Simon had made a point of not standing over Oscar as he gazed at the screen and instead busied himself with collecting the tea cups, and some of the stray mugs, to stack on the tray. He had no difficulty understanding that Oscar felt acutely embarrassed by his earlier loss of control and was finding it difficult to meet his boss’s eye. He was glad that he’d been able to provide the young man with a distraction and if Oscar was using the time in front of his laptop to recover his self possession, rather than make an informed judgement about the email which was to be sent in his name, Simon felt that was hardly a cause for concern. His final act before departure was to see Oscar up the stairs on his way to bed, visibly more composed and at ease. He left the house with a promise that he would be in touch again the following day.

A plan was already forming in his mind as he drove home and, lying in bed, he resolved to speak to the managing director first thing the following morning. Simon didn’t believe it would be possible to get the disciplinary hearing cancelled but he was sure he could persuade management to conduct the meeting in a sympathetic manner designed to establish the facts, provide adequate reparation for Oscar’s victims and arrange counselling for him. Above all, Simon was anxious to secure Oscar’s job, fearing that dismissal would lead to a downward spiral into depression. 

He’d been shocked by the deterioration in Oscar’s mental state which had occurred during the few days he’d already spent at home. There’d been no sign of the young man’s usual buoyancy and alertness when Simon first arrived at the house although, on reflection, he suspected Oscar had become adept at putting on an act at work which he was unable to sustain in his own home. Simon concluded that the thefts were merely a symptom of a more serious underlying problem which, as Oscar’s line manager, he had a responsibility to investigate and sort out. He thrust to the back of his mind a nagging suspicion that he was motivated more by personal inclination than high minded duty and turned his thoughts to ways in which he might assist his subordinate. He was coming to the conclusion that he really should accede to Oscar’s request and accompany him to the hearing. He was still mulling over the difficulty of acting as a witness for the prosecution, whilst attempting to serve as the defendant’s advisor and supporter, when he fell asleep.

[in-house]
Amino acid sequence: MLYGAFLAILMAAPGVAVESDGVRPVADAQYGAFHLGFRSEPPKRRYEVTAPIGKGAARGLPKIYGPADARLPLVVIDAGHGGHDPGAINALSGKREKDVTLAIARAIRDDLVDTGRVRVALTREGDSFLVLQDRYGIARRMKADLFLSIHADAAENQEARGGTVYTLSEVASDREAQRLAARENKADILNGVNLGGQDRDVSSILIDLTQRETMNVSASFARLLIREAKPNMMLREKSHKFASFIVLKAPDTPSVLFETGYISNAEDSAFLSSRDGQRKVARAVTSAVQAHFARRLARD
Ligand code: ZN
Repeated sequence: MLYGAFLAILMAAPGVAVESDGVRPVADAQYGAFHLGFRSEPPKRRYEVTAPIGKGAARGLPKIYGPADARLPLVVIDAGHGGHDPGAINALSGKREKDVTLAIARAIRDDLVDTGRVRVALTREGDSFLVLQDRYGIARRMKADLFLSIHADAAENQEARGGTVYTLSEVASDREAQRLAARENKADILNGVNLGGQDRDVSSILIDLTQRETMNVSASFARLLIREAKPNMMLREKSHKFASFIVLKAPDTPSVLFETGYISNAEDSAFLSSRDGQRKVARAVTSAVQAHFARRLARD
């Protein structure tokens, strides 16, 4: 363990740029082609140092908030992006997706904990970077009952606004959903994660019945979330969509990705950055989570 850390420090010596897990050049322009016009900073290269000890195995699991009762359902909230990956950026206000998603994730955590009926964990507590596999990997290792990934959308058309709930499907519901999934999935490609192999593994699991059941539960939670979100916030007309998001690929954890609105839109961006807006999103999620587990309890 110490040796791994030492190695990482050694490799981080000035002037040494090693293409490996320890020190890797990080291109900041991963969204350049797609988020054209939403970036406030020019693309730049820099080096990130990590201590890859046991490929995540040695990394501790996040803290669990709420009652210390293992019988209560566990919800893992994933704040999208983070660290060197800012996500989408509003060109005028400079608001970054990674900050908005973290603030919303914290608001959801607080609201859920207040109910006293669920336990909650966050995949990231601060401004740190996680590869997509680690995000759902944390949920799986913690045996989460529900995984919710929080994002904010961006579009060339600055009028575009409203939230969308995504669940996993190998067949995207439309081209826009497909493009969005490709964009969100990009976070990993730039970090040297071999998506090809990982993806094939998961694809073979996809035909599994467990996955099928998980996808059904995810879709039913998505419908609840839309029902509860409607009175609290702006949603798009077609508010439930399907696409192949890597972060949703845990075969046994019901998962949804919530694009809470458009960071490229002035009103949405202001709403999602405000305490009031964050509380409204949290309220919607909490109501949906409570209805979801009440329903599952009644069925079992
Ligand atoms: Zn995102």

Yet the problem resolved itself remarkably quickly when he spoke to the managing director the following morning. He’d found it easy to get an appointment when he made clear that he had additional information to impart about Oscar Williams. It seemed that the thefts had been discussed at a board meeting and management was anxious to avoid the publicity which would inevitably attend upon a court case. In addition, it appeared there was considerable sympathy for the promising young graduate whose personal misfortune had led to uncharacteristic behaviour. According to the personnel department, even Oscar’s victims were prepared to forgive and forget if they were recompensed for their immediate losses. Simon’s observations about Oscar’s mental state and his opinion that the young man’s most pressing need was for professional counselling fell upon a sympathetic ear.